They added that the fact that Ssozi was not given a chance to say something about the facts should be overlooked in favour of the wider cause of substantive justice, especially because he signed a plea bargain agreement from which the facts were read and explained to him.
But in their ruling, the Court of Appeal justices; Richard Buteera, Irene Mulyagonja, and Eva Luswata said the court erred in convicting and sentencing Ssozi on his own plea of guilty without first reading to him properly the charges as the law requires.
“It has not been disputed by counsel for the respondent that upon reading the summary of the facts to the appellant, the appellant was not afforded an opportunity to make a response to them. The purpose of making such a response is to ascertain that the accused person does not deny the facts or seek to explain them in which case the plea of guilty would become equivocal and, therefore, necessitate that it is changed to a plea of not guilty. Clearly, the appellant did not respond to the summary of the facts. Given that an accused person can change their plea at any point of the trial, even at the time of sentencing is particularly important that a trial court takes great care before accepting and relying on a plea of guilty to convict. It does not matter that the trial proceeded on a plea bargain agreement,” the judge held in their ruling.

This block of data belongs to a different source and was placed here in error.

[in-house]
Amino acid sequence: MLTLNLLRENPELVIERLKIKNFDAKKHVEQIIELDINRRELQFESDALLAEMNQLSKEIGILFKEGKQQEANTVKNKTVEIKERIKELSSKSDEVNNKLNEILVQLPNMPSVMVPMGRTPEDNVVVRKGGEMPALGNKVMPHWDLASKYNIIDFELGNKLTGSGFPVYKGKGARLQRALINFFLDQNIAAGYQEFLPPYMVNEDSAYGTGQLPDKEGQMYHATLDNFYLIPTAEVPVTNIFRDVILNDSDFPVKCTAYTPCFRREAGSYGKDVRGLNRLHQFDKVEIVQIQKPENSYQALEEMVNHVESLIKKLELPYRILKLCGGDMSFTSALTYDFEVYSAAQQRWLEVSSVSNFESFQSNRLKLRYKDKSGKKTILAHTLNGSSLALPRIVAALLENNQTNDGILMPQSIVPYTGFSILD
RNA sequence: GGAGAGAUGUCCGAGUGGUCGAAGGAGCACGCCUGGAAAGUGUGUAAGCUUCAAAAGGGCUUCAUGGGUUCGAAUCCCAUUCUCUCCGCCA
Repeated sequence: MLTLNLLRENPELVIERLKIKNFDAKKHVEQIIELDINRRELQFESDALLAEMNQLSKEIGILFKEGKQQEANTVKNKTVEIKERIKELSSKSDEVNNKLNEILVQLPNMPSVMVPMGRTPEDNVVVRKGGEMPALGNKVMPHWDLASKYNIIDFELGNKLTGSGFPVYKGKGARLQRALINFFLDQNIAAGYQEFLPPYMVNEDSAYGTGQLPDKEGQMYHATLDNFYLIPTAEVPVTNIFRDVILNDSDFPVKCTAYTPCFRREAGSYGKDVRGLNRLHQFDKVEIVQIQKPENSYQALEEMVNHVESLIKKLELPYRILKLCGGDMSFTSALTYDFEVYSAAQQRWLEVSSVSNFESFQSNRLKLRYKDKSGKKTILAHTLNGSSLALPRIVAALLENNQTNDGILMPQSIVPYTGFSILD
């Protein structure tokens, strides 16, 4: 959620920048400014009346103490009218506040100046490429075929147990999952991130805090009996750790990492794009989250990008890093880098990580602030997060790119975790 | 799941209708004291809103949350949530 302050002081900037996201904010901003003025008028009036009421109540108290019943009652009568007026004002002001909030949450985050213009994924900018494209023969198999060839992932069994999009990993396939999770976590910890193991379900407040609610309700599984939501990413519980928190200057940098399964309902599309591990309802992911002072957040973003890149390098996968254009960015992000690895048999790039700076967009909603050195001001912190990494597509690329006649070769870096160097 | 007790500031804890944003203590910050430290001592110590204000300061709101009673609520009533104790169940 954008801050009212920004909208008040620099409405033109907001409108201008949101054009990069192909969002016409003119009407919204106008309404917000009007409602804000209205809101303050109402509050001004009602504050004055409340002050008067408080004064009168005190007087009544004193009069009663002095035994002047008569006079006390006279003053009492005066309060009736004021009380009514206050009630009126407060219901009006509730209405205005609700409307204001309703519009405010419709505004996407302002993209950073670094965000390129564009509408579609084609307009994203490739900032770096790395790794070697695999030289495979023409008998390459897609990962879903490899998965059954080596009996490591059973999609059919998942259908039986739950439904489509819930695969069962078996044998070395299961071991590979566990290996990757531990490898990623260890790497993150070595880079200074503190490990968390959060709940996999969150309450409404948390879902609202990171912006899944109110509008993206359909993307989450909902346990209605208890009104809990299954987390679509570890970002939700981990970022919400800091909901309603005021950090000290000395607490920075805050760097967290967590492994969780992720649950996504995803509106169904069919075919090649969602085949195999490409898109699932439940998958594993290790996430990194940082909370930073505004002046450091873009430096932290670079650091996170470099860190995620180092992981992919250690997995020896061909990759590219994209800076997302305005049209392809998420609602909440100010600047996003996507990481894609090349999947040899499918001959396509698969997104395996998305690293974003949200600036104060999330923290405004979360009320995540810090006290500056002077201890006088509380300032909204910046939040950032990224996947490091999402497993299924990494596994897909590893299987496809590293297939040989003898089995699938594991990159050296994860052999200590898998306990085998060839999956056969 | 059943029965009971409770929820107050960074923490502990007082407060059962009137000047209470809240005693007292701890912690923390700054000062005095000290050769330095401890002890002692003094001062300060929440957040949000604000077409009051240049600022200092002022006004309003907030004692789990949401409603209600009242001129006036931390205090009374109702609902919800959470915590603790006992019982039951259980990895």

They added that the failure of the trial judge to give Ssozi an opportunity to respond to the summary of the facts that were read from the plea bargain agreement left some doubt as to the finality of the plea of guilty upon which the judge convicted him.
“In the end result, we find that the failure to have the appellant respond to the summary of the facts that were read to him rendered the plea of guilty equivocal. For the trial court to base its decision on such a plea to convict the appellant was wrong, it occasioned a miscarriage of justice. We accordingly hereby quash the conviction and set aside the sentence,” the judges ruled.
However, although they observed that the ordinary course of action would have been to send the file back to the High court for the retrial, they considered the 10 years that Ssozi has spent in prison following his arrest in September 2012 when he was only 26 years old and the fact that the victims are now aged 18, 19, 22 and 24 years respectively, ordering retrial might be problematic.
“To order a retrial would require the disruption of their adult lives. There would be difficulties in the retrial process with tracing witnesses whose interest to testify would not be predictable. The inevitable delays in the retrial will be prejudicial and may not be in the interest of justice. In the circumstances, since the appellant did not deny the charges that were preferred against him and since the error occasioned during plea-taking was not of his own making, we find that the period of 10 years that he has so far spent in prison is sufficient to meet the ends of justice. He is, therefore, accordingly set free unless he is held on any other charges,” the justices ruled.
Source: The Observer